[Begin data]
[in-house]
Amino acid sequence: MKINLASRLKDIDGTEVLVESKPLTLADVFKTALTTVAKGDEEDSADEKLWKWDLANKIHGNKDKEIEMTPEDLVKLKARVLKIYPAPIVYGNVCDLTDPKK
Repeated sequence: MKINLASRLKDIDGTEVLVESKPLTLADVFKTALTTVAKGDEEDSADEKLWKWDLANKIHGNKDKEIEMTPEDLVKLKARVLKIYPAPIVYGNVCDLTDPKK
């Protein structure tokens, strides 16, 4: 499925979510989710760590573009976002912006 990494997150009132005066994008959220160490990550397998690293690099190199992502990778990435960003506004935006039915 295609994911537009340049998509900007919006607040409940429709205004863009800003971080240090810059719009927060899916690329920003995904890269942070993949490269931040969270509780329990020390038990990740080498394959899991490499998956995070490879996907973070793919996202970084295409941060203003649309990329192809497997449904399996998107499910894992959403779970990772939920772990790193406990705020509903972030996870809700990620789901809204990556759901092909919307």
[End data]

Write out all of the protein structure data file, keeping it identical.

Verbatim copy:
[in-house]
Amino acid sequence: MKINLASRLKDIDGTEVLVESKPLTLADVFKTALTTVAKGDEEDSADEKLWKWDLANKIHGNKDKEIEMTPEDLVKLKARVLKIYPAPIVYGNVCDLTDPKK
Repeated sequence: MKINLASRLKDIDGTEVLVESKPLTLADVFKTALTTVAKGDEEDSADEKLWKWDLANKIHGNKDKEIEMTPEDLVKLKARVLKIYPAPIVYGNVCDLTDPKK
């Protein structure tokens, strides 16, 4: 499925979510989710760590573009976002912006 990494997150009132005066994008959220160490990550397998690293690099190199992502990778990435960003506004935006039915 295609994911537009340049998509900007919006607040409940429709205004863009800003971080240090810059719009927060899916690329920003995904890269942070993949490269931040969270509780329990020390038990990740080498394959899991490499998956995070490879996907973070793919996202970084295409941060203003649309990329192809497997449904399996998107499910894992959403779970990772939920772990790193406990705020509903972030996870809700990620789901809204990556759901092909919307």